One of the things about the Bible is that wherever you go there is a photograph of Jesus Christ.  Whatever book you take up in the Bible, whether it be Genesis or Revelation or Romans or even the Book of Ecclesiastes, still it speaks of Jesus Christ.  In fact, our Lord himself is the authority for that.  For he said to the Jewish men of his day, “Ye search the scriptures; for in them ye think that ye have eternal life: and they are they which testify of me.”

Read the full transcript here…

Three Great Imputations: The Imputation of Human Sin to Jesus Christ

September 23, 2012 by  
Filed under The Latest from Our Blog

S. Lewis Johnson Message of the Week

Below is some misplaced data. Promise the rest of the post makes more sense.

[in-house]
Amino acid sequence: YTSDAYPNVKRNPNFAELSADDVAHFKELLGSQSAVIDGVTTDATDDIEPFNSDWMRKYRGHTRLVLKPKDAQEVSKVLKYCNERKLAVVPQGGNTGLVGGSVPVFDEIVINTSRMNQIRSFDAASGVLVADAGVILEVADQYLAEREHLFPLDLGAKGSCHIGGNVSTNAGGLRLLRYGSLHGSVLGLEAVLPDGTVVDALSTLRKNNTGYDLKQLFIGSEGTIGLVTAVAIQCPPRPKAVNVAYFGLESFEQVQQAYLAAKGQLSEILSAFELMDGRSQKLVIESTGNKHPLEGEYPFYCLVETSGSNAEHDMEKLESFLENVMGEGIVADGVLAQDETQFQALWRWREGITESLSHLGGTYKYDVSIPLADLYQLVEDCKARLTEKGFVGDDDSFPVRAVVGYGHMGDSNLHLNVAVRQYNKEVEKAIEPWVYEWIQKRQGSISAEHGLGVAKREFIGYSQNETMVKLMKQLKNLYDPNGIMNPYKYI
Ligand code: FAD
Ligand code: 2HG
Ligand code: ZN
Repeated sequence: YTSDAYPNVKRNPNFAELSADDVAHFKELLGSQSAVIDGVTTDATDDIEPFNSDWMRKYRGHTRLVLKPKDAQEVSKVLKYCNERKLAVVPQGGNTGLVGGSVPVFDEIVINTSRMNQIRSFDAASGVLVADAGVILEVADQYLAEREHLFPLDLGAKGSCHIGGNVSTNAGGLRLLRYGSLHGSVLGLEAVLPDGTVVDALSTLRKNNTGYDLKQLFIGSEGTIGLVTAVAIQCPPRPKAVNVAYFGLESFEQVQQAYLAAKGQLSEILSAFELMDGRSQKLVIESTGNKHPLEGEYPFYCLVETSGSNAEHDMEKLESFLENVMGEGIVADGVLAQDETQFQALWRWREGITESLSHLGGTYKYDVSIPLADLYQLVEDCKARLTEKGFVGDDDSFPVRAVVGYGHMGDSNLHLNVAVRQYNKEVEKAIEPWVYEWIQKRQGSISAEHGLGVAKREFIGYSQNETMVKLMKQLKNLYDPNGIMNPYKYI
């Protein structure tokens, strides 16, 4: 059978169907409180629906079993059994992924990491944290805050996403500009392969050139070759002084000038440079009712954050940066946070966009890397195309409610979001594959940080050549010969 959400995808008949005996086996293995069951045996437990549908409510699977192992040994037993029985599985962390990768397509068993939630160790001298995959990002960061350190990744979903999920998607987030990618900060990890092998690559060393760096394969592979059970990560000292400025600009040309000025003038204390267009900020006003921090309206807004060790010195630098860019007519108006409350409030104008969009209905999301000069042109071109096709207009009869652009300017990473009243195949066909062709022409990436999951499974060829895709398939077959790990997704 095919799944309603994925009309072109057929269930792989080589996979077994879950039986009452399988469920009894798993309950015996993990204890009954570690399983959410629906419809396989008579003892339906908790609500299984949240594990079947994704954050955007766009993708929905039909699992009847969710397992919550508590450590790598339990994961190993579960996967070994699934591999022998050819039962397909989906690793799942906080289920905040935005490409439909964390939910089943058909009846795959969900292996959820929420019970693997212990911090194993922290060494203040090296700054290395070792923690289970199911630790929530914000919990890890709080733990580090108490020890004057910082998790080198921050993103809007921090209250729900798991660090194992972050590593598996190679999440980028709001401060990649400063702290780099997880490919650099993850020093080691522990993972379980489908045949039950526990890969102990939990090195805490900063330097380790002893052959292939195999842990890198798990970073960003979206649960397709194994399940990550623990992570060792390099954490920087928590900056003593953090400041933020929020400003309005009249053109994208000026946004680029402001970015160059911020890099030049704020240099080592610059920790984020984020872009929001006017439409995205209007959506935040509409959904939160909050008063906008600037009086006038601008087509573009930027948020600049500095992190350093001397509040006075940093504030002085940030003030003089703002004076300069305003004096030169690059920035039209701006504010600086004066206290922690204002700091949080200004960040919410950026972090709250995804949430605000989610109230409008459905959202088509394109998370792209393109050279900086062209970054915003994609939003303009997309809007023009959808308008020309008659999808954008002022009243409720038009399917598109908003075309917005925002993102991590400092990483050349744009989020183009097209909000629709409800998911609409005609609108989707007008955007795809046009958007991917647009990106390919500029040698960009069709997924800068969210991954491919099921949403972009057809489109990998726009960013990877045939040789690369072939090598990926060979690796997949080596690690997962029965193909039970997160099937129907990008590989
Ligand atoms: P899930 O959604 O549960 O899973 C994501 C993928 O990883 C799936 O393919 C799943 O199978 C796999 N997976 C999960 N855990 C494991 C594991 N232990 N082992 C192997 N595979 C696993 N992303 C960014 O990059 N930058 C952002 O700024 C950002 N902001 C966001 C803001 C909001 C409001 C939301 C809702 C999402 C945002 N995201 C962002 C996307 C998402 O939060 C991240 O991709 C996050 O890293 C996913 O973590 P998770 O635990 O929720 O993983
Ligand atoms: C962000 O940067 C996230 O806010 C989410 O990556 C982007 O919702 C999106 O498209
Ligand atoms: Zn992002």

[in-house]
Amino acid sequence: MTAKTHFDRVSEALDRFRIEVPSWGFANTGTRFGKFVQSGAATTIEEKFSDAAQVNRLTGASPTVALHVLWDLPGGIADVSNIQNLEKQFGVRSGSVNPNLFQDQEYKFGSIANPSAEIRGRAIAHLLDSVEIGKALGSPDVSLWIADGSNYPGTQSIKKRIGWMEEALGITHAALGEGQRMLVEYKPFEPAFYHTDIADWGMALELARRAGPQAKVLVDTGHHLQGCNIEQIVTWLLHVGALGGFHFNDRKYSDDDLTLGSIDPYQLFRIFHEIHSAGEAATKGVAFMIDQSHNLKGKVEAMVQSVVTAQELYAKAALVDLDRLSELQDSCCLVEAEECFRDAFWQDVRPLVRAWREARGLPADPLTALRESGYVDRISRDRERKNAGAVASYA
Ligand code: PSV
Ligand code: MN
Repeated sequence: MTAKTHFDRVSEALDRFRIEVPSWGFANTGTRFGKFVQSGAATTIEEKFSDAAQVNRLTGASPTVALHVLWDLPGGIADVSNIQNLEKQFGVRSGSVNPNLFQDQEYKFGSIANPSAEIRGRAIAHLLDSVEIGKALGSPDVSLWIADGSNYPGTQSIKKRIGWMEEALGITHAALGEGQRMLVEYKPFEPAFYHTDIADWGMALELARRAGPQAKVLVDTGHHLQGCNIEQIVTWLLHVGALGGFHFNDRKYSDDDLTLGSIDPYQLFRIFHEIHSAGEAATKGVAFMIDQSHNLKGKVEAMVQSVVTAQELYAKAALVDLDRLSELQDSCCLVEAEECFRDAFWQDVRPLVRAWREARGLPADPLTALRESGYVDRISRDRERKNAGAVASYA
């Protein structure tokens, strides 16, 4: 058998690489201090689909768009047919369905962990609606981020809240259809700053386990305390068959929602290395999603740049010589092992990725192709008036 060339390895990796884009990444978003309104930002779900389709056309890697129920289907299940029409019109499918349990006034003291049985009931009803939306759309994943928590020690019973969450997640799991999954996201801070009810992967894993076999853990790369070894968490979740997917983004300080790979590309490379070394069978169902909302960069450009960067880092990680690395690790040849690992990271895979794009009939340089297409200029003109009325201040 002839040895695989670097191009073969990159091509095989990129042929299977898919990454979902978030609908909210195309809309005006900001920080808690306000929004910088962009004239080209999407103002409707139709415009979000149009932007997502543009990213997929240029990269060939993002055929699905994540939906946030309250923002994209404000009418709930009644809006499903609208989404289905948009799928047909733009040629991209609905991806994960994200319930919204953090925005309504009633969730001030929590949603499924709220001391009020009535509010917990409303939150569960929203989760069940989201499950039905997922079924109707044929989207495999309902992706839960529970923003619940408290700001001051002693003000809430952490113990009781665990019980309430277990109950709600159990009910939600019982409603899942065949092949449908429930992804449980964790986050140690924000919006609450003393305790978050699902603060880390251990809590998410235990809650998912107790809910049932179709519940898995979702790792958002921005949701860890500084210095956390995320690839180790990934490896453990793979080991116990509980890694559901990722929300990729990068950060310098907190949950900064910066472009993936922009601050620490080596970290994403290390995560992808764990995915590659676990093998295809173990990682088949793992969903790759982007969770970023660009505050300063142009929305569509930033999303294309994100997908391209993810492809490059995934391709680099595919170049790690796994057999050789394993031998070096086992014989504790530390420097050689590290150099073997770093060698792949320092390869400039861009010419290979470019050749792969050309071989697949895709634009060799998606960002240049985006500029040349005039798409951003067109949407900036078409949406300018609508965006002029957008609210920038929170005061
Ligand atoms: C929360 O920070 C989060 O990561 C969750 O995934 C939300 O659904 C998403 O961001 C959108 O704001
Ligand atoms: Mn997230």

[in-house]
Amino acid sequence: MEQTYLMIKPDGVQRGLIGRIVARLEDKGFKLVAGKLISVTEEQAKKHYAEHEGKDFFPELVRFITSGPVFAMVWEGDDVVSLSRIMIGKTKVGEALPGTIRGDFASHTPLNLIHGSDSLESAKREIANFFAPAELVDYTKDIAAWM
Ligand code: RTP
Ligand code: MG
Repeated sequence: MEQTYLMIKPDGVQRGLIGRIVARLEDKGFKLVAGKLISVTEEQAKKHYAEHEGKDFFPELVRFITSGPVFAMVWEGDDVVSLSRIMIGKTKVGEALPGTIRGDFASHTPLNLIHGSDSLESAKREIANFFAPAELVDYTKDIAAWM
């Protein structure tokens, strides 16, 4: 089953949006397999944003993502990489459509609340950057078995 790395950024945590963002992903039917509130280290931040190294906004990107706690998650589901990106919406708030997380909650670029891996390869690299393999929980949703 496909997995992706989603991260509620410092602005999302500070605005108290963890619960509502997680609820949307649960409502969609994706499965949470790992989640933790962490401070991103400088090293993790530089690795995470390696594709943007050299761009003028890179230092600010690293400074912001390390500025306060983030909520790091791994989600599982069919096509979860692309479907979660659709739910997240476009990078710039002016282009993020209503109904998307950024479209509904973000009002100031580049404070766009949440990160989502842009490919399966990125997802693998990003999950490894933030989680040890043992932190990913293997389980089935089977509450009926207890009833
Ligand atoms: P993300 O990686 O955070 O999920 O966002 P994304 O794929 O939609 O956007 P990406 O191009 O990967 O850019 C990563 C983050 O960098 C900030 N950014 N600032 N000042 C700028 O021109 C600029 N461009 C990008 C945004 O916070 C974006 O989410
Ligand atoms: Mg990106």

Three Great Imputations: The Imputation of Human Sin to Jesus Christ
Dr. S. Lewis Johnson explains the purpose of Christ in receiving the judgment reserverd for sinners.

Scripture Reference: Galatians 3:10-14

Click here to listen: The Imputation of Human Sin to Jesus Christ

Transcript Excerpt

One of the signs of our decadent age is its antipathy to dogma or doctrine.  And in fact, often in order to create an impression of disapprobation, the term doctrine is converted to dogma, because dogma does have a bad sound.  The apex of this antipathy to doctrine or dogma is directed toward theology, often even among Christians.  Although, most often among pagans.